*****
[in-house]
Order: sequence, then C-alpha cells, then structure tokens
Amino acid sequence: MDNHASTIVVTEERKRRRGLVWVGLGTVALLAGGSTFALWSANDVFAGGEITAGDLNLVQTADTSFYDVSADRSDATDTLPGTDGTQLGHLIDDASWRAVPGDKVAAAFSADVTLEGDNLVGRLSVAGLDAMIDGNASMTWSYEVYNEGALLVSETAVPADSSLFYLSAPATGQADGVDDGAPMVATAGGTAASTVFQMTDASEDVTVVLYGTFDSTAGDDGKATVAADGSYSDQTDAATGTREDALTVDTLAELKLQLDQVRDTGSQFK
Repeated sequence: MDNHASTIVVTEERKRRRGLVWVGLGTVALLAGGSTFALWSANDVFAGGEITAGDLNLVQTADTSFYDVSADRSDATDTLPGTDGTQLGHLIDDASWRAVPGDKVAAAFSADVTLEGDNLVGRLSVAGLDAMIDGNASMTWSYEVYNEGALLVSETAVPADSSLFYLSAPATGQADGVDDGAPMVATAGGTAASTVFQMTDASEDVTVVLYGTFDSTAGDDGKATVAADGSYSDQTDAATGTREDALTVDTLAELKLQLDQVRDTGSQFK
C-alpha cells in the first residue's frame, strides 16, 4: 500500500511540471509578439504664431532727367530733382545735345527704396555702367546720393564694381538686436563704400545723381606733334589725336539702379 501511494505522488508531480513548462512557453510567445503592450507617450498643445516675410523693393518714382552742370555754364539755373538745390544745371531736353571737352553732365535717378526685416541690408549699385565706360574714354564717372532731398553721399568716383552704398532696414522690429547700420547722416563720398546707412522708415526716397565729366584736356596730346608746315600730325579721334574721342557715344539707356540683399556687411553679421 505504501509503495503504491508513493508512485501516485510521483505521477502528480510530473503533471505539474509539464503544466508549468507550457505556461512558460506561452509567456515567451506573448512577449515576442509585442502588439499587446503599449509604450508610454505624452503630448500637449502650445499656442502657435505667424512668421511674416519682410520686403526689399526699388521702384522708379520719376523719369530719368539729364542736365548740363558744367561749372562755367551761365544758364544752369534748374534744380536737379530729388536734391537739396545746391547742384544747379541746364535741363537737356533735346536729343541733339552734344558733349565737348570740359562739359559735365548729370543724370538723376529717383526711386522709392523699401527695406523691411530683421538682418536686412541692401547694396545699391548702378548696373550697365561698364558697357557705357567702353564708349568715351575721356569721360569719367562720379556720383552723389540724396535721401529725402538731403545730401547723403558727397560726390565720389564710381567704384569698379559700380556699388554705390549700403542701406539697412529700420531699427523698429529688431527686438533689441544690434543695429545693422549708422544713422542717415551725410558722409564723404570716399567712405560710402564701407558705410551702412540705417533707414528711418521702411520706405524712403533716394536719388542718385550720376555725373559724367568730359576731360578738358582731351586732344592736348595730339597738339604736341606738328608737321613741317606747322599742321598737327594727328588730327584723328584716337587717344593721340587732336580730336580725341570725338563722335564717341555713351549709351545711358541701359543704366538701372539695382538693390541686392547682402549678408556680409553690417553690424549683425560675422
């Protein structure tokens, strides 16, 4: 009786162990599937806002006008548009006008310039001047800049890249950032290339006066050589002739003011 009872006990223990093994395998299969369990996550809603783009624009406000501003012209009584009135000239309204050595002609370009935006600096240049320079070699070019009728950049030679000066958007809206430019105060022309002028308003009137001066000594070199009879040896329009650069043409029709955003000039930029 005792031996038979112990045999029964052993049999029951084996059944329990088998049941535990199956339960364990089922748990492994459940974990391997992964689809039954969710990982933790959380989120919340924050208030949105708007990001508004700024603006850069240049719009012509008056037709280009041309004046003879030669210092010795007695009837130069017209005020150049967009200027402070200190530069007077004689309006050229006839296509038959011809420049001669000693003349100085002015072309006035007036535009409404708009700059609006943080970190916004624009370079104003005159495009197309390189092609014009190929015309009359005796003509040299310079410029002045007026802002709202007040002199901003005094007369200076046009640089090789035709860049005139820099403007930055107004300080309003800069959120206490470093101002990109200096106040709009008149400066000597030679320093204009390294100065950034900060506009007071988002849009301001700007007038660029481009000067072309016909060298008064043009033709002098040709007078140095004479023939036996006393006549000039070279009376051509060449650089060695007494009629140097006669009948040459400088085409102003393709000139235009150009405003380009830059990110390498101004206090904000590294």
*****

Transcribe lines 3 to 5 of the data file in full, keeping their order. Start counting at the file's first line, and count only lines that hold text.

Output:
Amino acid sequence: MDNHASTIVVTEERKRRRGLVWVGLGTVALLAGGSTFALWSANDVFAGGEITAGDLNLVQTADTSFYDVSADRSDATDTLPGTDGTQLGHLIDDASWRAVPGDKVAAAFSADVTLEGDNLVGRLSVAGLDAMIDGNASMTWSYEVYNEGALLVSETAVPADSSLFYLSAPATGQADGVDDGAPMVATAGGTAASTVFQMTDASEDVTVVLYGTFDSTAGDDGKATVAADGSYSDQTDAATGTREDALTVDTLAELKLQLDQVRDTGSQFK
Repeated sequence: MDNHASTIVVTEERKRRRGLVWVGLGTVALLAGGSTFALWSANDVFAGGEITAGDLNLVQTADTSFYDVSADRSDATDTLPGTDGTQLGHLIDDASWRAVPGDKVAAAFSADVTLEGDNLVGRLSVAGLDAMIDGNASMTWSYEVYNEGALLVSETAVPADSSLFYLSAPATGQADGVDDGAPMVATAGGTAASTVFQMTDASEDVTVVLYGTFDSTAGDDGKATVAADGSYSDQTDAATGTREDALTVDTLAELKLQLDQVRDTGSQFK
C-alpha cells in the first residue's frame, strides 16, 4: 500500500511540471509578439504664431532727367530733382545735345527704396555702367546720393564694381538686436563704400545723381606733334589725336539702379 501511494505522488508531480513548462512557453510567445503592450507617450498643445516675410523693393518714382552742370555754364539755373538745390544745371531736353571737352553732365535717378526685416541690408549699385565706360574714354564717372532731398553721399568716383552704398532696414522690429547700420547722416563720398546707412522708415526716397565729366584736356596730346608746315600730325579721334574721342557715344539707356540683399556687411553679421 505504501509503495503504491508513493508512485501516485510521483505521477502528480510530473503533471505539474509539464503544466508549468507550457505556461512558460506561452509567456515567451506573448512577449515576442509585442502588439499587446503599449509604450508610454505624452503630448500637449502650445499656442502657435505667424512668421511674416519682410520686403526689399526699388521702384522708379520719376523719369530719368539729364542736365548740363558744367561749372562755367551761365544758364544752369534748374534744380536737379530729388536734391537739396545746391547742384544747379541746364535741363537737356533735346536729343541733339552734344558733349565737348570740359562739359559735365548729370543724370538723376529717383526711386522709392523699401527695406523691411530683421538682418536686412541692401547694396545699391548702378548696373550697365561698364558697357557705357567702353564708349568715351575721356569721360569719367562720379556720383552723389540724396535721401529725402538731403545730401547723403558727397560726390565720389564710381567704384569698379559700380556699388554705390549700403542701406539697412529700420531699427523698429529688431527686438533689441544690434543695429545693422549708422544713422542717415551725410558722409564723404570716399567712405560710402564701407558705410551702412540705417533707414528711418521702411520706405524712403533716394536719388542718385550720376555725373559724367568730359576731360578738358582731351586732344592736348595730339597738339604736341606738328608737321613741317606747322599742321598737327594727328588730327584723328584716337587717344593721340587732336580730336580725341570725338563722335564717341555713351549709351545711358541701359543704366538701372539695382538693390541686392547682402549678408556680409553690417553690424549683425560675422